Deborah Lipstadt: Holocaust deniers shouldn't be called revisionists





[The writers are, respectively, a professor of modern Jewish and Holocaust studies at Emory University; and director of the David S. Wyman Institute for Holocaust Studies.]

To the Editor:

Your Dec. 13 report about the Holocaust-denial conference in Iran quoted Germany’s chancellor referring to the attendees as “revisionists,” and France’s foreign minister criticized “the resurgence of revisionist ideas” regarding the Holocaust.

While these leaders are well intentioned and their condemnations of the Tehran conference are most welcome, we take issue with their use of the term “revisionists” when referring to those who deny the Holocaust.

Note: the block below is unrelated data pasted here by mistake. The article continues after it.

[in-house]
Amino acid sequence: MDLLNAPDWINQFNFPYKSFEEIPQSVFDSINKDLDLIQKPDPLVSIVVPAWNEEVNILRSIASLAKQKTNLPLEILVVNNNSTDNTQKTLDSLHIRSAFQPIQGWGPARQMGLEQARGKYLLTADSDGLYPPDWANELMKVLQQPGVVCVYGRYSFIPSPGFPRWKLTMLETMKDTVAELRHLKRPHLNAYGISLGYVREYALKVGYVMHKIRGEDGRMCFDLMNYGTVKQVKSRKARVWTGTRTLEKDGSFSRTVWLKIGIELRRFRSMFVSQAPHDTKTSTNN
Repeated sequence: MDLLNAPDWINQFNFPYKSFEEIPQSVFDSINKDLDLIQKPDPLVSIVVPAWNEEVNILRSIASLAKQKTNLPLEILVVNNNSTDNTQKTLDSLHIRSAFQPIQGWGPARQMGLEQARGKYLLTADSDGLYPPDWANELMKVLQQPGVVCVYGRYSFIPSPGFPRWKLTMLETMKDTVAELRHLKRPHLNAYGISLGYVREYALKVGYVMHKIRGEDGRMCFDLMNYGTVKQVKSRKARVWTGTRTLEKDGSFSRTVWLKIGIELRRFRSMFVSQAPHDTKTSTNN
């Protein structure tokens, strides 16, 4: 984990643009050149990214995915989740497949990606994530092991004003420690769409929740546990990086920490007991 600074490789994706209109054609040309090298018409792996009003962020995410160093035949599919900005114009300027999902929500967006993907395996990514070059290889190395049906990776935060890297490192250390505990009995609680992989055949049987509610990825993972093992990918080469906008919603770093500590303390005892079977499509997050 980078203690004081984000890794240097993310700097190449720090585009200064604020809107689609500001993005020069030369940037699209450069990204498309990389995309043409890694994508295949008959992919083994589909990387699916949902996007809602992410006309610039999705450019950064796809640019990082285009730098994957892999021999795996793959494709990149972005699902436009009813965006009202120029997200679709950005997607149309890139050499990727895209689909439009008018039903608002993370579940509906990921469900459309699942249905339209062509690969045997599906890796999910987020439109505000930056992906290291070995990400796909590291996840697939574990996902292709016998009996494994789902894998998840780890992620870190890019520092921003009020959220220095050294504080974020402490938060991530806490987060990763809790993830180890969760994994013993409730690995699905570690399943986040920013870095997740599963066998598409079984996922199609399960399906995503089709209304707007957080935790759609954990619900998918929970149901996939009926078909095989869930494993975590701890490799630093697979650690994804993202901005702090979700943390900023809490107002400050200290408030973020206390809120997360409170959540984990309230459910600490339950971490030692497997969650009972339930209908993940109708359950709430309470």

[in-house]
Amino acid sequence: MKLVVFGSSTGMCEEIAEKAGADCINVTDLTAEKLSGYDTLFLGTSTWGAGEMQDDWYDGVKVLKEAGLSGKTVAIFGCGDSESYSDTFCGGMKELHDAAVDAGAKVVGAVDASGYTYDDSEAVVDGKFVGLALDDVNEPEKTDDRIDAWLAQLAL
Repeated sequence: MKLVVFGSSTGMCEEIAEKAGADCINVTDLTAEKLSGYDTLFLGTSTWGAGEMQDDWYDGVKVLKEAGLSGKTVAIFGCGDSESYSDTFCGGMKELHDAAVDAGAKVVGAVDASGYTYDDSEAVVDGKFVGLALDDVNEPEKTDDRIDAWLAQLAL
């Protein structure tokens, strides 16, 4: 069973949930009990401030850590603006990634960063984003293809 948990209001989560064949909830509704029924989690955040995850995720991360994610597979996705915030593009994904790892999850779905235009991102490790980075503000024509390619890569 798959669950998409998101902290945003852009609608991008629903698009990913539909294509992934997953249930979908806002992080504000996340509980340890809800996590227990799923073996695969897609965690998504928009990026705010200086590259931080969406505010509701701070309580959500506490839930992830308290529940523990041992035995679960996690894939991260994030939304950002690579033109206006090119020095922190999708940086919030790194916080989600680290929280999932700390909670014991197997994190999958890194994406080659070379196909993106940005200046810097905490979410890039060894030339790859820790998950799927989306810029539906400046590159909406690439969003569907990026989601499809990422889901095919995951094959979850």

The deniers prefer to be called “revisionists” because they believe that the term gives them legitimacy, hearkening back to post-World War I historians who disputed conventional portrayals of various aspects of that war.

Typically, those 1920s revisionists were well-regarded scholars offering legitimate alternative interpretations of historical facts. By contrast, the “Holocaust revisionists” are bigots whose denial of the Holocaust is merely a new mask for old-fashioned anti-Semitism, a fact confirmed by last year’s United States government report on anti-Semitism around the world, which pointedly included manifestations of Holocaust denial as examples of anti-Semitism.

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Jeff Donnelly - 12/20/2006

It seems to me that all historians are "revisionists," and that the Holocaust deniers are neither.

Jeff Donnelly

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